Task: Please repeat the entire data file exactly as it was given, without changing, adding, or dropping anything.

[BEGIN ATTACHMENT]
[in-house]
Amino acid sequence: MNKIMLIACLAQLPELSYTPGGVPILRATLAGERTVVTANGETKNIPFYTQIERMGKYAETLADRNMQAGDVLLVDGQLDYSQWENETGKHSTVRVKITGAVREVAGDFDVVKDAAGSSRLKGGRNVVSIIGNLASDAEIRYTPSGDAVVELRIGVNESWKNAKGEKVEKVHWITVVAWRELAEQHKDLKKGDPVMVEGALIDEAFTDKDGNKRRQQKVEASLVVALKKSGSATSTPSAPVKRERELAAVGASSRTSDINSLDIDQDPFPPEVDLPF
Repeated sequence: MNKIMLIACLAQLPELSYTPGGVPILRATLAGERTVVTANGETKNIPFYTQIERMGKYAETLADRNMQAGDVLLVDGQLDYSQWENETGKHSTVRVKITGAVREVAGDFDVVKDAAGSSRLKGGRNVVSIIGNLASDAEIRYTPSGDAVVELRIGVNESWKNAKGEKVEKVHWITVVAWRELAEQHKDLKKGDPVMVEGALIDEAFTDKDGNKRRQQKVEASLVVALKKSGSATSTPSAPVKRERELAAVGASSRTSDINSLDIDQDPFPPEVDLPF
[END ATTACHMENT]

[in-house]
Amino acid sequence: MNKIMLIACLAQLPELSYTPGGVPILRATLAGERTVVTANGETKNIPFYTQIERMGKYAETLADRNMQAGDVLLVDGQLDYSQWENETGKHSTVRVKITGAVREVAGDFDVVKDAAGSSRLKGGRNVVSIIGNLASDAEIRYTPSGDAVVELRIGVNESWKNAKGEKVEKVHWITVVAWRELAEQHKDLKKGDPVMVEGALIDEAFTDKDGNKRRQQKVEASLVVALKKSGSATSTPSAPVKRERELAAVGASSRTSDINSLDIDQDPFPPEVDLPF
Repeated sequence: MNKIMLIACLAQLPELSYTPGGVPILRATLAGERTVVTANGETKNIPFYTQIERMGKYAETLADRNMQAGDVLLVDGQLDYSQWENETGKHSTVRVKITGAVREVAGDFDVVKDAAGSSRLKGGRNVVSIIGNLASDAEIRYTPSGDAVVELRIGVNESWKNAKGEKVEKVHWITVVAWRELAEQHKDLKKGDPVMVEGALIDEAFTDKDGNKRRQQKVEASLVVALKKSGSATSTPSAPVKRERELAAVGASSRTSDINSLDIDQDPFPPEVDLPF